Air pollution is a major hazard to public health in the United States. Pollutants like nitrogen oxide, sulfur dioxide, ground-level ozone, and fine particles are associated with a variety of ailments, including respiratory and cardiovascular issues. Despite significant progress in reducing pollution levels since the passage of the Clean Air Act in 1970, socioeconomic disparities persist, with underprivileged communities and people of color paying a disproportionate share of the burden of air pollution.
TEMPO satellite: The bigger picture
A new satellite instrument dubbed TEMPO (Tropospheric Emissions: Monitoring of Pollution) is poised to revolutionize air pollution monitoring in the United States by addressing the requirement for complete air quality data. The TEMPO satellite, a collaboration between NASA, the National Oceanic and Atmospheric Administration (NOAA), and the Smithsonian Astrophysical Observatory, will deliver near-continuous data on air pollution around the country.
Susan Anenberg, director of the Climate and Health Institute at George Washington University Milken Institute School of Public Health, explains, “This is a satellite that’s going to hover just over the United States and take snapshots of the air over the United States throughout the entire day. It’s a major advance.”
Using data to empower communities
The precise data supplied by the TEMPO satellite has the potential to considerably help communities heavily plagued by air pollution, such as Curtis Bay in Baltimore, Maryland. The coal export terminal and diesel truck traffic are major sources of pollution in this region. According to studies by Johns Hopkins University and the Environmental Integrity Project, Curtis Bay suffers from some of the highest emissions of industrial pollutants, which negatively impacts the health and well-being of the surrounding communities.
For community organizers and activists calling for stronger laws and enforcement, access to granular data is critical. According to Greg Sawtelle, a community organizer with the South Baltimore Community Land Trust, “[Data] is useful in order to substantiate what residents have known for a long, long time.”
The TEMPO satellite provides a precise picture of pollutant distribution and variations throughout the day by providing more detailed information regarding air quality. It can detect pollution hotspots and provide information about the impact of certain pollution sources such as rush hour traffic or passing freight trains.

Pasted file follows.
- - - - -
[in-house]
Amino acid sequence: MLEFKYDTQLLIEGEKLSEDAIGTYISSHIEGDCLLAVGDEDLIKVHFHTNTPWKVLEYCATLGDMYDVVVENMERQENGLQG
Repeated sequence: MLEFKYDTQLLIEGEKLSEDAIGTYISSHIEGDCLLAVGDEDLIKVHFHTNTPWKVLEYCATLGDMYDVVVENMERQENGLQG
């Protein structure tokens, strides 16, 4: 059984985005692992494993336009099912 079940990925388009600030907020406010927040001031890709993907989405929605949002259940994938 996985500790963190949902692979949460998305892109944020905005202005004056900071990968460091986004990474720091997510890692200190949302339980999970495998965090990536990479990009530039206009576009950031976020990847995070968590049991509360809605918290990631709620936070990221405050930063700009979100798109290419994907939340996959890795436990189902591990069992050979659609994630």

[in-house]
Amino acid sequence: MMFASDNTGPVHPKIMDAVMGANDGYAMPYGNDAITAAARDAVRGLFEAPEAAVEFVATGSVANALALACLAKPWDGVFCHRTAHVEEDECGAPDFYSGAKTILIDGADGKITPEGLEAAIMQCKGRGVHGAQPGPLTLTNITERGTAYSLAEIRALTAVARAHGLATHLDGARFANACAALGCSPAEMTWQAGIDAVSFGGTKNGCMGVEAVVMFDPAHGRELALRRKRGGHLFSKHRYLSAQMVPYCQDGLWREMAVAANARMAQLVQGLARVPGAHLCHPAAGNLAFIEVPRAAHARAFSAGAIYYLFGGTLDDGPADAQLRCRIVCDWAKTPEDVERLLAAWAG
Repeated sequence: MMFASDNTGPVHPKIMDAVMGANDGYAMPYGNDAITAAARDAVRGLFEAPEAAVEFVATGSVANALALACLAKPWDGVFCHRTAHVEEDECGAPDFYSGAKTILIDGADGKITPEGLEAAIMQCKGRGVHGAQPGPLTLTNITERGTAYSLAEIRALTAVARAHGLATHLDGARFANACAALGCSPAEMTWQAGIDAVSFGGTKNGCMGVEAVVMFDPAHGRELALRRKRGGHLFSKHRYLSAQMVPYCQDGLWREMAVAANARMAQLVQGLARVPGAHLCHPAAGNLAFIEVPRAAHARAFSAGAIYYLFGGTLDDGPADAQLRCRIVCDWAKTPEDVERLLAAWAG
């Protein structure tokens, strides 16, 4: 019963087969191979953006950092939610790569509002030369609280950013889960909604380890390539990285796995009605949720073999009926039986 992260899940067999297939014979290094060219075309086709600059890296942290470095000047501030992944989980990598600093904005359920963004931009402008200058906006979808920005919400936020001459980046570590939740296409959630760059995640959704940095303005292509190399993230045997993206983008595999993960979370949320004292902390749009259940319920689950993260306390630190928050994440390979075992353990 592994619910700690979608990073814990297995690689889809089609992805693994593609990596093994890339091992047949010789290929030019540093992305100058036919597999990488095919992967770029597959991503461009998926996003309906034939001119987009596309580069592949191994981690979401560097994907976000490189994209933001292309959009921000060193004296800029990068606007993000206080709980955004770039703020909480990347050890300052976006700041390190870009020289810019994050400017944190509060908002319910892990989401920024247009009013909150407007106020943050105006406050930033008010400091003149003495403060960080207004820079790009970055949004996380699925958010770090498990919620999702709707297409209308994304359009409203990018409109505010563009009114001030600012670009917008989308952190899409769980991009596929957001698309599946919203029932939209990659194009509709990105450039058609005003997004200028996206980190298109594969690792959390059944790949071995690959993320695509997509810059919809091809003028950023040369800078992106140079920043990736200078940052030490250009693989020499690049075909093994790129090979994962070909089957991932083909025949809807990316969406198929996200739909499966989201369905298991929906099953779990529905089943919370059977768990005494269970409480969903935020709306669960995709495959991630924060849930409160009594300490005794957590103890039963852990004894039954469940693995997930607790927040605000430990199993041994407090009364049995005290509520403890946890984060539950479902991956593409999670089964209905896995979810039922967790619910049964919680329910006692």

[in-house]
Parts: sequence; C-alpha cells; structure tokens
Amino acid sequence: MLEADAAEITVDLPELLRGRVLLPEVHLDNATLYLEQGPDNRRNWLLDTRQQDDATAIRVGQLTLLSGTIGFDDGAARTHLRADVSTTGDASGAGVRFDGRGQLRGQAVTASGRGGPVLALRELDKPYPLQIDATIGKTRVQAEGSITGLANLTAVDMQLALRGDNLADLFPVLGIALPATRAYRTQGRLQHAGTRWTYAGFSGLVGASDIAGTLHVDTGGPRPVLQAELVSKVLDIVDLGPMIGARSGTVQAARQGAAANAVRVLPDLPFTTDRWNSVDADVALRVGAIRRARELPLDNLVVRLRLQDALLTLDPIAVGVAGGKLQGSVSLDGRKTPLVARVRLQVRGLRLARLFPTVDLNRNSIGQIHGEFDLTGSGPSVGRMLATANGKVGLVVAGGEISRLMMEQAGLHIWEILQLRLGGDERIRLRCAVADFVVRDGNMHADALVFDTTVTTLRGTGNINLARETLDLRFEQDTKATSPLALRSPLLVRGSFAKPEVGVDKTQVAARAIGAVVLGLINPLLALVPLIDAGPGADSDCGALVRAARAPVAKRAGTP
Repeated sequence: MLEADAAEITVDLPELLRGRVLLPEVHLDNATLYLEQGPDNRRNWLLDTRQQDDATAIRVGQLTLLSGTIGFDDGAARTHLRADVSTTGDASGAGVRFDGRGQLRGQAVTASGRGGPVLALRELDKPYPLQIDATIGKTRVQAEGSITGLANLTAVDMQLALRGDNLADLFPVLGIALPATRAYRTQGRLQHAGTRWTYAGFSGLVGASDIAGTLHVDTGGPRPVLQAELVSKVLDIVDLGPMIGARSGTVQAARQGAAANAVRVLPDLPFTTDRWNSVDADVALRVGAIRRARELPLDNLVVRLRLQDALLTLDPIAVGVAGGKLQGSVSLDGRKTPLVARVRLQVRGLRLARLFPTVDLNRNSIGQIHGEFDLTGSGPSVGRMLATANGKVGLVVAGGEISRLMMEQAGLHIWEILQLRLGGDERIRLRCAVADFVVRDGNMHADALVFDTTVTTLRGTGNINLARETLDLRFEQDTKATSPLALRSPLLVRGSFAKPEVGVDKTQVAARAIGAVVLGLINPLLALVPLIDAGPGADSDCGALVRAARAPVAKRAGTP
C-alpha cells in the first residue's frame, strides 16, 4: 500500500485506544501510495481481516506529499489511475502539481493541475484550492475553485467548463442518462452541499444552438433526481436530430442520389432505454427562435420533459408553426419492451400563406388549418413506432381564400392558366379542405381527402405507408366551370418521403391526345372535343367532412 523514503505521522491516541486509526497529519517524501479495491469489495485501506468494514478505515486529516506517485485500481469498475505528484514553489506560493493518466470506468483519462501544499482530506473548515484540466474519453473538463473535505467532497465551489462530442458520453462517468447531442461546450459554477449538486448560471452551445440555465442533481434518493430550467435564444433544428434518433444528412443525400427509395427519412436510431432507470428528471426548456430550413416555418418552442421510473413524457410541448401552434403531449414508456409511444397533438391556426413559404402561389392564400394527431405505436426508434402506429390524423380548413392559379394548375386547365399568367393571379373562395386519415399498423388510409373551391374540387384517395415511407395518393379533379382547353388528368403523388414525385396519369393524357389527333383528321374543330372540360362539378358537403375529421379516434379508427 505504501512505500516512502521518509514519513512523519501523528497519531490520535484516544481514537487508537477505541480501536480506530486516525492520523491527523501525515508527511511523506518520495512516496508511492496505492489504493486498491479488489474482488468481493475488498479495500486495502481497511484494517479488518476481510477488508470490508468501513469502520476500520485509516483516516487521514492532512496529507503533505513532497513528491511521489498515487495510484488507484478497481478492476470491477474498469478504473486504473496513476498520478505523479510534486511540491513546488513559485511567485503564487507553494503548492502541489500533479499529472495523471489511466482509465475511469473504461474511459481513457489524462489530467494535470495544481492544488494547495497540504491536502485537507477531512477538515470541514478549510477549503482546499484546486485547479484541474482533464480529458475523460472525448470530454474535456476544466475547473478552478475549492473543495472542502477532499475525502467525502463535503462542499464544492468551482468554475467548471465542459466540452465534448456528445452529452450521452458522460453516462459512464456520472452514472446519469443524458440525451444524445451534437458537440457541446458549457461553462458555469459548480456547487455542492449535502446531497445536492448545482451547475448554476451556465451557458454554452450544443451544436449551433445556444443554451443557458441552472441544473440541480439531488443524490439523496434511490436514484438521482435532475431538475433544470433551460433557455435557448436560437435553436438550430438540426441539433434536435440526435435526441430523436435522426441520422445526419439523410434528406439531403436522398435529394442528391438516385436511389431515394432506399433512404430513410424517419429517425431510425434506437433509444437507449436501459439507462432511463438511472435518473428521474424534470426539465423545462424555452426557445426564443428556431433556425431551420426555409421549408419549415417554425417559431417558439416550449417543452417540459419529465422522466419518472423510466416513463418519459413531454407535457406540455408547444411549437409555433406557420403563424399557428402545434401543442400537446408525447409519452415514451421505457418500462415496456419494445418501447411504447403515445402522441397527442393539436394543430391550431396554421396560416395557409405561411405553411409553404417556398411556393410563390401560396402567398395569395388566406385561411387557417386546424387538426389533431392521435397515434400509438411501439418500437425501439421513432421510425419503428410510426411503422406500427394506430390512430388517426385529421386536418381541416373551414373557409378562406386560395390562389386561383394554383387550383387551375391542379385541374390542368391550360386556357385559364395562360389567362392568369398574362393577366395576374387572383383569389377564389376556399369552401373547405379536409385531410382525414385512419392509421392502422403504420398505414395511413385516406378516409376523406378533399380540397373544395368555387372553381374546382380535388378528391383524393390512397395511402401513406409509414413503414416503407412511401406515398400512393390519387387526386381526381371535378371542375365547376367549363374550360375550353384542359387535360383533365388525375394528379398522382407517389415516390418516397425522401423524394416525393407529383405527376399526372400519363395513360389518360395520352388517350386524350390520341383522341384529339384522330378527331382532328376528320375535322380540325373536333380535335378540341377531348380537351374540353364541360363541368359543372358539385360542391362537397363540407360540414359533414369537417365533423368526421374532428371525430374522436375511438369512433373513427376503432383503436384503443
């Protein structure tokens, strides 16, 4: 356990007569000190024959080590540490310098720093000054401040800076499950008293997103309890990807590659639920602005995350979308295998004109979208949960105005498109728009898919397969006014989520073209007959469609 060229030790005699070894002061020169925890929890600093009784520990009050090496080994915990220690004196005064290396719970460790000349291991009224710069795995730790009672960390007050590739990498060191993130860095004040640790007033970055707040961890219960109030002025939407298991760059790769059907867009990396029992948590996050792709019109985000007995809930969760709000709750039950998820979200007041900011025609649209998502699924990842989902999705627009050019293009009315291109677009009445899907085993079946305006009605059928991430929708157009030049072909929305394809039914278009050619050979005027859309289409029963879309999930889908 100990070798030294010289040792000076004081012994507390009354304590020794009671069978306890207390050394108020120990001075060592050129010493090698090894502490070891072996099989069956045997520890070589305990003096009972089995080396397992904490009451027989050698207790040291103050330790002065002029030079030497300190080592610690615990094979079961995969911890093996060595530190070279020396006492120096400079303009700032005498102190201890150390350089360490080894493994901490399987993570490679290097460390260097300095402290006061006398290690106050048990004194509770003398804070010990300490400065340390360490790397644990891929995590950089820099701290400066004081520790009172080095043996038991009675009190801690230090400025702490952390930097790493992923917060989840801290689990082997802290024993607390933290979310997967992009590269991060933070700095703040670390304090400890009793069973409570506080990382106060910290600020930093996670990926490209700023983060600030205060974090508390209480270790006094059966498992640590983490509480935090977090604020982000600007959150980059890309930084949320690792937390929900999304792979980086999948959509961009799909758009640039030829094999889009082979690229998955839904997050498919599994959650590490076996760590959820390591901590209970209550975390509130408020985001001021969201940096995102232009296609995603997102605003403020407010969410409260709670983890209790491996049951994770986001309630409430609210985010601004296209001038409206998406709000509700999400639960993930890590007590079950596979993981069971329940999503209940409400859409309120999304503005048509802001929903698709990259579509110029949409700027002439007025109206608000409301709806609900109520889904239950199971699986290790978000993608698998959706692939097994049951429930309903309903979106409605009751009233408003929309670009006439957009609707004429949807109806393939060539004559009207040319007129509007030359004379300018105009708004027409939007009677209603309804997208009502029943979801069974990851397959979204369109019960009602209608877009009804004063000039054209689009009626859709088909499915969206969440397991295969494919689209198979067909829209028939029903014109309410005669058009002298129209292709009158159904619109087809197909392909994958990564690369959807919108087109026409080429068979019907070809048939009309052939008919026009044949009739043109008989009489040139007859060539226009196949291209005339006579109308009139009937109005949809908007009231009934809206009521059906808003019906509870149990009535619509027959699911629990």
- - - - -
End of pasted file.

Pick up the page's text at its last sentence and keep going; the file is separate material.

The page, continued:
The Environmental Protection Agency (EPA) recognized the TEMPO satellite’s significance in combatting environmental injustice. While the EPA is not yet compelled to use the new data in its regulatory efforts, it recognizes that the high-frequency and fine geographic resolution of TEMPO could benefit in identifying the sources of pollution that disproportionately affect disadvantaged communities.
Looking ahead to cleaner air
Aside from assisting in the fight against air pollution, the data from the TEMPO satellite can have immediate applications, such as providing real-time information regarding wildfire smoke. The EPA is looking to link satellite data with its existing ground-based air pollution monitors to improve the accuracy and usability of its AirNow website, which is the major source of air quality information.
The main focus, however, is for governments and regulatory organizations to use TEMPO satellite data to protect vulnerable communities efficiently. Susan Anenberg emphasizes that the responsibility lies with officials to take action and address environmental injustice, stating, “We can’t put the responsibility on individuals to take action. This is the responsibility of governments.”
As the TEMPO satellite launches its mission to transform air pollution monitoring in the United States, there is optimism for a future in which complete data guides targeted efforts to reduce pollution, enhance public health, and create cleaner, safer environments for all.